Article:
While measuring op-amp input capacitance, what should you focus on? The answer is that you must ensure the measurement accuracy isn’t degraded by the stray capacitance and inductance of the PCB or test setup. You can minimize these issues by using probes with low capacitance, using short lines on the PCB, and avoiding huge ground planes below the signal traces.
Operational amplifiers are employed in a wide variety of electronic circuits. Their task is to amplify small electrical voltages for further signal processing. Applications such as smoke detectors, photodiode transimpedance amplifiers, medical instruments, and even industrial control systems require the lowest possible op-amp input capacitance. That’s because, among other things, it affects the noise component, which in turn affects system stability, especially for systems with high frequencies and gains.
To maximize the accuracy of a corresponding circuit, it’s necessary to know the input capacitance of the op amp. Datasheets, however, often don’t provide this information, so it must be independently determined. And that can be difficult because the input capacitance in many cases is only a few picofarads.
The Table 1 lists a few different examples of operational amplifiers and their respective input capacitance values.
|Table 1.||Different op amps and their input capacitance values|
How to Determine Input Capacitance
An easy way to determine the input capacitance of an op amp is to add a resistor in series (RSER) with the op-amp input (Fig. 1). This yields a first-order low-pass filter with a frequency response that can be recorded by a network analyzer. The input capacitance can be calculated from the frequency response. The resistance RSER is typically in the range of 10 to 100 kΩ.
|Figure 1.||With a series resistor at the op-amp input, the input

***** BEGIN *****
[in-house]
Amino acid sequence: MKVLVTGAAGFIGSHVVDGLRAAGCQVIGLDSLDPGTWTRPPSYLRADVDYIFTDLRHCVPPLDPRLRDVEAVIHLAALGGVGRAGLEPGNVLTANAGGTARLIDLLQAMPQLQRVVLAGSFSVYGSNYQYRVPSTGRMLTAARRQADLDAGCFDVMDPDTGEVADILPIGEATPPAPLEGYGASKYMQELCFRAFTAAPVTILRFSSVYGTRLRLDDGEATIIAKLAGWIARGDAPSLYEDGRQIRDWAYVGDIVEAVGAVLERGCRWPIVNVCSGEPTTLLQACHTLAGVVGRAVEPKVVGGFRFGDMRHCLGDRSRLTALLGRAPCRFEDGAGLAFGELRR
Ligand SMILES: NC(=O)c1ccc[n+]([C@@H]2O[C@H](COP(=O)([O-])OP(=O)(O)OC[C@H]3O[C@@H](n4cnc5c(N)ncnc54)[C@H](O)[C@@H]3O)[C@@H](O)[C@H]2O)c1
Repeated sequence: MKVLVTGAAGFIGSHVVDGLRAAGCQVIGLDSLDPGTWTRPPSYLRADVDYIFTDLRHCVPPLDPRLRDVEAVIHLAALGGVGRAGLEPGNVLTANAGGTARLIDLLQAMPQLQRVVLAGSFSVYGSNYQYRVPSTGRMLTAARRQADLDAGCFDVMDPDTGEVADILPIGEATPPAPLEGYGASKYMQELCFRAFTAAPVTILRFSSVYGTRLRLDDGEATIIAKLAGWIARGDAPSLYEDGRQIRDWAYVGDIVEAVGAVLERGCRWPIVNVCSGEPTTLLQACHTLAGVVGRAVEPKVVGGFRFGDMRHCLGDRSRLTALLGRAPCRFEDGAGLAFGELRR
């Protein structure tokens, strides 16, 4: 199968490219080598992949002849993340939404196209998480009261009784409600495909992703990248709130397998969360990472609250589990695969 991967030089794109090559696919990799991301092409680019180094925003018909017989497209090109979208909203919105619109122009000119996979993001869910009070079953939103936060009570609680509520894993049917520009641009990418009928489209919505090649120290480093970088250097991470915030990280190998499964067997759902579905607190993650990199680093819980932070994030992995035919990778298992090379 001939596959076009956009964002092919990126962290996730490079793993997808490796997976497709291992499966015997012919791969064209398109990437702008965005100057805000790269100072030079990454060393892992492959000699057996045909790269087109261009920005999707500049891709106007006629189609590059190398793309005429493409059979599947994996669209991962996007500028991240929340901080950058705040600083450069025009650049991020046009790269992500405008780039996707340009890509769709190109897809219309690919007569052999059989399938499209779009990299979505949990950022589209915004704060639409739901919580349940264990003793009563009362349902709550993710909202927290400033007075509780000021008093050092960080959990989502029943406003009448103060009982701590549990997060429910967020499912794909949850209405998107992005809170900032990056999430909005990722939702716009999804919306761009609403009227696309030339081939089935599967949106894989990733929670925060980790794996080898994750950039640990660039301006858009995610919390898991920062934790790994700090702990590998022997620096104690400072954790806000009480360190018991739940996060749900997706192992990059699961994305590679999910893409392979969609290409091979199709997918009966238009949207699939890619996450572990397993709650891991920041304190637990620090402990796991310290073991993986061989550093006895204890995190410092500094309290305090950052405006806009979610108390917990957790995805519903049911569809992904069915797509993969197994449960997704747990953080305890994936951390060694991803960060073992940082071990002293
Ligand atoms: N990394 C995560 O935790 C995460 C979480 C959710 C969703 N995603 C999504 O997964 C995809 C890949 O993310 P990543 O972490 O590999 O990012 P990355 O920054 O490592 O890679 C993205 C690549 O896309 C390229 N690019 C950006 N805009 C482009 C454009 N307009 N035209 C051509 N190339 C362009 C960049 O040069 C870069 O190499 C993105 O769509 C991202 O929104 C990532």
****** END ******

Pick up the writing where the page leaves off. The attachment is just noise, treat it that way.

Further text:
capacitance of the op amp can be measured.
When recording the frequency response, you must ensure that the measurement accuracy isn’t degraded by the stray capacitance and inductance of the PCB or test setup.
A high measurement resolution should be selected for minimal stray capacitance. The use of low-capacitance FET probes (<1 pF) is advisable.
The PCB capacitance with respect to ground also should be kept as low as possible. This can be achieved by ensuring that there’s no ground plane below the signal traces and the series resistor.
In addition, the shortest possible lines and (resistor) leads should be used to avoid additional sources of error, such as series and parasitic inductance.
Figure 2 shows a possible test setup, using a network analyzer and a power splitter.
|Figure 2.||Shown is a test setup for determining the op-amp input capacitance.|
The power splitter has the task of dividing the signal. The signal 1:1 is fed unchanged to the input of the network analyzer and passed through the inserted low-pass filter to the op-amp input. The network analyzer then generates the frequency response from the difference between these two signals.
Making the Measurement
For the measurement itself, the stray capacitance (CSTR) must be determined. To do this, the signal is applied without the op amp on the board. From the resulting Bode plot, CSTR is calculated as shown in Equation 1:
where f1(–3 dB) is the –3 dB corner frequency measured with the network analyzer without an op amp, and RTH1 is a function of the inserted series resistance (RSER), the input termination resistance (50 Ω), and the 50-Ω source impedance at the power splitter (Thévenin equivalent):
Next, the op amp is placed on the printed circuit board (PCB).
Because the stray capacitance of the PCB is in parallel with the input capacitance of the op amp, Equation 1 is supplemented with CIN as shown in Equation 3:
This time, f2(–3 dB) is the –3 dB corner frequency measured by the network analyzer with an op amp and RTH2 is a function of the inserted series resistance, the input termination resistance (50 Ω), the output impedance of the power splitter (50 Ω), and the common-mode input impedance of the op amp (RCM):
In general, for op amps with CMOS inputs, RSER << RCM. Therefore, RTH2 ≈ RTH1 and Equation 3 can be rewritten as shown in Equation 5:
The input capacitance of the operational amplifier can then be determined using Equations 1 and 5.
The input capacitance of an op amp can be difficult to measure. It often lies in the picofarad range and parasitic effects in the test setup distort the result. But with a small test setup and the appropriate measuring equipment consisting of a network analyzer and a power splitter, it’s easy to determine the input capacitance.
First determine the stray capacitance (error capacitors in the test setup) and then determine the combined capacitance (error capacitors and input capacitance) of the op-amp circuit via the frequency response. With the equations shown earlier, the actual input capacitance of the operational amplifier can be calculated.